The approach to Wonder Woman's marketing has been a bit, well,
Time Warner chief marketing officer Kristen O'Hara spoke about their approach to Wonder Woman's campaign at the Modern Customer Experience panel, saying "So one example that we have behind is something that happened about 15 months ago. We had a modest campaign that we were doing for the TV show Supergirl and we started to discuss, yes it was important to drive "tune into that show", but one other amazing benefit from that campaign would be the amount of data we could collect about female superhero fans, which we hadn't really done up to that point, and so a modest campaign generated I think 5 million female superhero fans in one week, that we were able to model over time to grow that audience leading up to 15 months later the release of the movie. Now certainly we aren't just courting female fans, it's a wide release, but that ability to think about segmentation and every consumer engagement with our content is an opportunity to learn about them and serve them better.
"I think when we as consumers or even we as marketers think about the heroic moments, we are thinking of moments like this one," O'Hara said. At this point, the Wonder Woman trailer is shown in its entirety. "So, for us, certainly we do want the release of Wonder Woman in June to be a heroic moment for our company, but I think in a data driven world, the heroic marketing moments aren't those big huge moments, they're an aggregation of tiny little moments that happen over a long period of time that help us get smarter and smarter about our customers, that help us to create better experiences for them. And so in the case of Wonder Woman, this is a release that we started talking about two years ago, and when we started on the path I mentioned earlier, franchise management was going to be something we looked really closely at how data could help us do better."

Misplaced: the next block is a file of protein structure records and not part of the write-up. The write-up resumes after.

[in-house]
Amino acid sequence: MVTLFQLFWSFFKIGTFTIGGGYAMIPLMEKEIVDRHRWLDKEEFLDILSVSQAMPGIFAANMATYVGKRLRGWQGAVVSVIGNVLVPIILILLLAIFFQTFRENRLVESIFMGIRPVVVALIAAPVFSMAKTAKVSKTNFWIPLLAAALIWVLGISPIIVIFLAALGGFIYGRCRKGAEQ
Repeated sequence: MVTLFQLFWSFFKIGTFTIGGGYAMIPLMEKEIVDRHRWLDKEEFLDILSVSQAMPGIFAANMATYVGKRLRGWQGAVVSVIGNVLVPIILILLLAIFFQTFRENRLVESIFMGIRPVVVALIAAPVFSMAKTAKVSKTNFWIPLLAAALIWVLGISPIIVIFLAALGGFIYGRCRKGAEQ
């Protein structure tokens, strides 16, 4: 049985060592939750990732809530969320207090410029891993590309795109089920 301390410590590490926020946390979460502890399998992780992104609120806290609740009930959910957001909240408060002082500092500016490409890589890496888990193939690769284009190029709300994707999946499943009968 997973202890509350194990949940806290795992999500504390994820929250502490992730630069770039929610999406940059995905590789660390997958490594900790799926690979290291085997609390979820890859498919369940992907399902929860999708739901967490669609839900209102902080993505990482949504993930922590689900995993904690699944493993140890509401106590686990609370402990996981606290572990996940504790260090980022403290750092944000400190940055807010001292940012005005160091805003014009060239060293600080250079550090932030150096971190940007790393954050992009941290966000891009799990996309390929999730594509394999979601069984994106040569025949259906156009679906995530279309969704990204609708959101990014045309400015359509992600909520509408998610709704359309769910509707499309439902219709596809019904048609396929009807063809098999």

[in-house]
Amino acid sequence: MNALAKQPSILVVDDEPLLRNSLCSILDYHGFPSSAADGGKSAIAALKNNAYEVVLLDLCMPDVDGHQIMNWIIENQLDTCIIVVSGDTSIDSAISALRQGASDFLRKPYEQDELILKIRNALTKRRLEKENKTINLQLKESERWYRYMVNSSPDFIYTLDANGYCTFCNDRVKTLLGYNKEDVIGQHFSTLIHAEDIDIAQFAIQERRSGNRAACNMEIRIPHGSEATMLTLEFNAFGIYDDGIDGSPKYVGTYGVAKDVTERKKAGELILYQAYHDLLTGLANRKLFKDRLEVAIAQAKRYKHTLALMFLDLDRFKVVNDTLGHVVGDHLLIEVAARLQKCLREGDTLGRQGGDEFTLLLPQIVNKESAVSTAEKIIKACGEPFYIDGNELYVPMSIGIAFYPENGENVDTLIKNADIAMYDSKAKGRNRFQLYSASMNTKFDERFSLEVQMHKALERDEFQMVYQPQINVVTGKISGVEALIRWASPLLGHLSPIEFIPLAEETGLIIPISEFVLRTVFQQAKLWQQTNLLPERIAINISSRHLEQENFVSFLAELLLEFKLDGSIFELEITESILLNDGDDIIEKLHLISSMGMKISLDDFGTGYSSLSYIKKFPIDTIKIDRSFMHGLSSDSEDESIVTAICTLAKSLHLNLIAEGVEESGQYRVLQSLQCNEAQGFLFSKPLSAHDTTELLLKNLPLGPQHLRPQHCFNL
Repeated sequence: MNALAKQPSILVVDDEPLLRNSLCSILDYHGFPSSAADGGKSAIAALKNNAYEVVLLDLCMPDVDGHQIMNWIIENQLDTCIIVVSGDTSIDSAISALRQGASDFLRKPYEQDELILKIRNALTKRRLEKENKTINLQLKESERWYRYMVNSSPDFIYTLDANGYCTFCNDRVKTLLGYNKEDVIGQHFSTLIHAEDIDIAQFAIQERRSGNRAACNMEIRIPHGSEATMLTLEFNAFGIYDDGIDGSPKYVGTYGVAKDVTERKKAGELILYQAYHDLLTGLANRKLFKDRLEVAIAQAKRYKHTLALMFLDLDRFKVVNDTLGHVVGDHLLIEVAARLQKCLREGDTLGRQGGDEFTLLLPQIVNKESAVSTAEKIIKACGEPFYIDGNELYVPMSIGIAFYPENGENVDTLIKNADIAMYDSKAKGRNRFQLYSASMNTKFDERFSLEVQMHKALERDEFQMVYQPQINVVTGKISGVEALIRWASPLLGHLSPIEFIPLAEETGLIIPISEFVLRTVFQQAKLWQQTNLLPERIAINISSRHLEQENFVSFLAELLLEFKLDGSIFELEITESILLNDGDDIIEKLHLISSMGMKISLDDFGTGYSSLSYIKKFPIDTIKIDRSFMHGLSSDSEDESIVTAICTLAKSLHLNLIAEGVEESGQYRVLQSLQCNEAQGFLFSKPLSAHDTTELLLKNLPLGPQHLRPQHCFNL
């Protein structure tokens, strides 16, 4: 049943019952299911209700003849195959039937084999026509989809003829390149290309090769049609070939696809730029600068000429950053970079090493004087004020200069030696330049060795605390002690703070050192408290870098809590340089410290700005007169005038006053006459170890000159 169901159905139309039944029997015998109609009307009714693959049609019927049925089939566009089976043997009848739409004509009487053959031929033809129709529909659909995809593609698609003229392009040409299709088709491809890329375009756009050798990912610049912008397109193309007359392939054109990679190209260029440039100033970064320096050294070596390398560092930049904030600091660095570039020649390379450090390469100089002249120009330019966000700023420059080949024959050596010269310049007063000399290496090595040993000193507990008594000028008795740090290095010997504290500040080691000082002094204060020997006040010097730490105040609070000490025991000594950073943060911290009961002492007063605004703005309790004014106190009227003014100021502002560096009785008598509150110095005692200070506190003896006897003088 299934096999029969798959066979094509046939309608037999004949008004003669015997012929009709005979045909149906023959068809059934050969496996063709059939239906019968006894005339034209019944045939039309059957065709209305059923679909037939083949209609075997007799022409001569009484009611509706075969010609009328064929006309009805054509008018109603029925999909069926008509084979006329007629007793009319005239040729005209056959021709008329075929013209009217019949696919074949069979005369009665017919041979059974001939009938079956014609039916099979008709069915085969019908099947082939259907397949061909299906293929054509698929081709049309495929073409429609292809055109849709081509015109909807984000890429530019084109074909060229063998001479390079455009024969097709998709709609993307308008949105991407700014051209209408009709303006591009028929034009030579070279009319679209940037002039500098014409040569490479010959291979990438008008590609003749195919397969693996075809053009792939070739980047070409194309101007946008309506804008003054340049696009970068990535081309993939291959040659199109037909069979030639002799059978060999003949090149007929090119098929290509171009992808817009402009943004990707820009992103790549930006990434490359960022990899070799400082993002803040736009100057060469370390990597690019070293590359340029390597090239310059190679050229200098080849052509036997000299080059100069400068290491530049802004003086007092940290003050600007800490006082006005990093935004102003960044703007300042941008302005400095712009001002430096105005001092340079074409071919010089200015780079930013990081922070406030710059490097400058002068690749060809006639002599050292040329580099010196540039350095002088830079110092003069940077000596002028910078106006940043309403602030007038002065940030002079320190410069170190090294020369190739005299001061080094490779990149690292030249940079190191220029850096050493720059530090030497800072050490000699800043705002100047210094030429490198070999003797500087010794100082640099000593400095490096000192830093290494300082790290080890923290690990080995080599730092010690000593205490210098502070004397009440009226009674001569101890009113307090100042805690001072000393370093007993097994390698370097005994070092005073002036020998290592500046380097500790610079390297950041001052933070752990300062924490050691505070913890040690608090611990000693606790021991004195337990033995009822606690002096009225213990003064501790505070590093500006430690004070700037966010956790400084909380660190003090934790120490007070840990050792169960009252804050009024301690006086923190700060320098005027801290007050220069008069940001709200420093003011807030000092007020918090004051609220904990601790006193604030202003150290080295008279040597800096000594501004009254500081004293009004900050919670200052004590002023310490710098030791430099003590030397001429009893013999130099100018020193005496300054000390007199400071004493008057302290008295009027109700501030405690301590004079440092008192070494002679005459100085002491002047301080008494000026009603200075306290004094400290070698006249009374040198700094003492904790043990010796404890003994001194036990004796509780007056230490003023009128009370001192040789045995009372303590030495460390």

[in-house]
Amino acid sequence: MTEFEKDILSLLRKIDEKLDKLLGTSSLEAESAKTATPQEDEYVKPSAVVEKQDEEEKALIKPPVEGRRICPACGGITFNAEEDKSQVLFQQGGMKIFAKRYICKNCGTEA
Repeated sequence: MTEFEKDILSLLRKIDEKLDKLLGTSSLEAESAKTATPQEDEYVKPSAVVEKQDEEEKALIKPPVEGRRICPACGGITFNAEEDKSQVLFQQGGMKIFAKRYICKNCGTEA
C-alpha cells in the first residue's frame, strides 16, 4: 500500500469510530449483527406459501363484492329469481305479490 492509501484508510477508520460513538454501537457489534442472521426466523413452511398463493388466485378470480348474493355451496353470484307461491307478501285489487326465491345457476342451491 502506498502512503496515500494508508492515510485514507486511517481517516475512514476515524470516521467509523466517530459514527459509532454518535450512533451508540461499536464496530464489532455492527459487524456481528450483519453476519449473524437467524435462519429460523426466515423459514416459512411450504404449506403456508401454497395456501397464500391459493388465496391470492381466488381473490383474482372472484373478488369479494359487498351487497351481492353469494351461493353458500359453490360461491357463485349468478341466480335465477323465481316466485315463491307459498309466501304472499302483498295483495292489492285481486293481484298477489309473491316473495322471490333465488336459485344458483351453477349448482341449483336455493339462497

It's a unique approach, but a television premiere is certainly a different beast compared to a major film. This might explain why some of the marketing push has been so light thus far, but who knows, it could very well start flooding in the next week or so. It will be interesting to see if it
Wonder Woman hits movie theaters around the world next summer when Gal Gadot returns as the title character in the epic action-adventure from director Patty Jenkins. Before she was Wonder Woman, she was Diana, princess of the Amazons, trained to be an unconquerable warrior. Raised on a sheltered island paradise, when an American pilot crashes on their shores and tells of a massive conflict raging in the outside world, Diana leaves her home, convinced she can stop the threat. Fighting alongside
Wonder Woman is directed by Patty Jenkins and is written by Allan Heinberg, Geoff Johns, and Zack Snyder. The film stars Gal Gadot (Diana Prince/Wonder Woman), Chris Pine (Steve Trevor), Robin Wright (General Antiope), Connie Nielsen (Queen Hippolyta), David Thewlis, Elena Anaya, Lucy Davis (Etta Candy), Danny Huston, Ewen Bremmer, Doutzen Kroes, Samantha Jo (Euboea), Florence Kasumba (Senator Acantha), Said Taghmaoui, Eleanor Matsuura (Epione), Emily Carey (Young Diana), and Lisa Loven Kongsli (Menalippe).
The DCEU continues with Wonder Woman opens in theaters on June 2, 2017, followed by Justice League on November 17, 2017; Aquaman on July 27, 2018; Shazam on April 5, 2019; Justice League 2 on June 14, 2019; Cyborg on April 3, 2020; and Green Lantern Corps on July 24, 2020. The Flash, The Batman, Dark Universe and Man of Steel 2 are currently without a release dates.
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